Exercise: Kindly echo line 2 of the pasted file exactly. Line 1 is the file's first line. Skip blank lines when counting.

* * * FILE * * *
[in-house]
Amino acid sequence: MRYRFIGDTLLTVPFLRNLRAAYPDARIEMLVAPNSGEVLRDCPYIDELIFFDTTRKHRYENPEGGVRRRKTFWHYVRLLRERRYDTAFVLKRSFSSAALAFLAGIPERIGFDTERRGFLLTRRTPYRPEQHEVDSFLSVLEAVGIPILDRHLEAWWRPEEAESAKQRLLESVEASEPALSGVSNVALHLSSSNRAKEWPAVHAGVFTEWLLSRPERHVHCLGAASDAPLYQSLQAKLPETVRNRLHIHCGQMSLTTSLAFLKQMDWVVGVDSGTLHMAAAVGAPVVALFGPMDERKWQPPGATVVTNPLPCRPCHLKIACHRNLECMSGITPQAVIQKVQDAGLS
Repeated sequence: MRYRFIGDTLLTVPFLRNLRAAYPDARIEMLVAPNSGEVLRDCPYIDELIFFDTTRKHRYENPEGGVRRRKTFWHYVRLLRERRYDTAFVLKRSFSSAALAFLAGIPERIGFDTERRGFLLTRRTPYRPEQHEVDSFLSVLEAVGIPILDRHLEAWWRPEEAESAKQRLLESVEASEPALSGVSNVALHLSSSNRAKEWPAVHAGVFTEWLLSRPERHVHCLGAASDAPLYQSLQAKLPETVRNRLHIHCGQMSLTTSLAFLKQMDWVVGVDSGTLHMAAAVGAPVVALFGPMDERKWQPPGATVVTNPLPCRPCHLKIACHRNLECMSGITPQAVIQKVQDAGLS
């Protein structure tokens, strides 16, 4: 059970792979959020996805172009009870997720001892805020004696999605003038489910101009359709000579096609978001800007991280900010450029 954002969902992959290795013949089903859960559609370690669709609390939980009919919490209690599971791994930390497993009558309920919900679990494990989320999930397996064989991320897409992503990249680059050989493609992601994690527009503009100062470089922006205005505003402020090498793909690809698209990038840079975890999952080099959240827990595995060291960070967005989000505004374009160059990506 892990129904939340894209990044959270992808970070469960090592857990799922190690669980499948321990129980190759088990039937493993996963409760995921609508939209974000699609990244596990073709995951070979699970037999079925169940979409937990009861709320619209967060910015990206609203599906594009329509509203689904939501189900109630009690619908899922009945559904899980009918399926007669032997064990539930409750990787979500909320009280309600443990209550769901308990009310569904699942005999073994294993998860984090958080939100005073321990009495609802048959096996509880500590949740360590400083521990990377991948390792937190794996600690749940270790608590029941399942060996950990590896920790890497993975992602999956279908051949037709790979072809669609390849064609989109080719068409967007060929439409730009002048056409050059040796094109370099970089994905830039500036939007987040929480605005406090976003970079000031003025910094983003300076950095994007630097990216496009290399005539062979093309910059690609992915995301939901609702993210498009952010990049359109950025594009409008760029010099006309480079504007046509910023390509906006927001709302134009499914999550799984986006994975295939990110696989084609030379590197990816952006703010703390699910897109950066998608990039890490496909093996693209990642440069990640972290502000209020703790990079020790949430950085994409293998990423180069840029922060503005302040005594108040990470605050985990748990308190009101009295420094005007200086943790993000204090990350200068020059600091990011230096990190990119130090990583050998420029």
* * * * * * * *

Amino acid sequence: MRYRFIGDTLLTVPFLRNLRAAYPDARIEMLVAPNSGEVLRDCPYIDELIFFDTTRKHRYENPEGGVRRRKTFWHYVRLLRERRYDTAFVLKRSFSSAALAFLAGIPERIGFDTERRGFLLTRRTPYRPEQHEVDSFLSVLEAVGIPILDRHLEAWWRPEEAESAKQRLLESVEASEPALSGVSNVALHLSSSNRAKEWPAVHAGVFTEWLLSRPERHVHCLGAASDAPLYQSLQAKLPETVRNRLHIHCGQMSLTTSLAFLKQMDWVVGVDSGTLHMAAAVGAPVVALFGPMDERKWQPPGATVVTNPLPCRPCHLKIACHRNLECMSGITPQAVIQKVQDAGLS